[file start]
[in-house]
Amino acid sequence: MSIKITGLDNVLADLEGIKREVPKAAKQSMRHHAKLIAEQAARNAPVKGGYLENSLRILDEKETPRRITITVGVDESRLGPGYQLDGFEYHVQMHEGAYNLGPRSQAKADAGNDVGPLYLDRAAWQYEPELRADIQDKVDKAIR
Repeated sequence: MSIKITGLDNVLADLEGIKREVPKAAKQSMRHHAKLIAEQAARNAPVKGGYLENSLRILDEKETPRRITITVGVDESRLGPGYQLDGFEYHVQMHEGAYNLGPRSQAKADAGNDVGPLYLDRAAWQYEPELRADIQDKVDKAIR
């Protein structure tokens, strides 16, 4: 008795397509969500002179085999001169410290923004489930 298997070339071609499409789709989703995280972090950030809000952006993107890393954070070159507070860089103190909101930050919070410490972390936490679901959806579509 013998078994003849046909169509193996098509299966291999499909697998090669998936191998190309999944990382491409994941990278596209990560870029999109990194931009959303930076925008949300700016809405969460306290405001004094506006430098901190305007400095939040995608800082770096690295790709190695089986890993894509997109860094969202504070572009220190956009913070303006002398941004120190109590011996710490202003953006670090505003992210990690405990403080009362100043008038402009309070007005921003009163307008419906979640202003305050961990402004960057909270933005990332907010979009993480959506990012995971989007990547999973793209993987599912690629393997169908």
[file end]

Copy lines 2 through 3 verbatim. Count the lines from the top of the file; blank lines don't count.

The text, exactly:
Amino acid sequence: MSIKITGLDNVLADLEGIKREVPKAAKQSMRHHAKLIAEQAARNAPVKGGYLENSLRILDEKETPRRITITVGVDESRLGPGYQLDGFEYHVQMHEGAYNLGPRSQAKADAGNDVGPLYLDRAAWQYEPELRADIQDKVDKAIR
Repeated sequence: MSIKITGLDNVLADLEGIKREVPKAAKQSMRHHAKLIAEQAARNAPVKGGYLENSLRILDEKETPRRITITVGVDESRLGPGYQLDGFEYHVQMHEGAYNLGPRSQAKADAGNDVGPLYLDRAAWQYEPELRADIQDKVDKAIR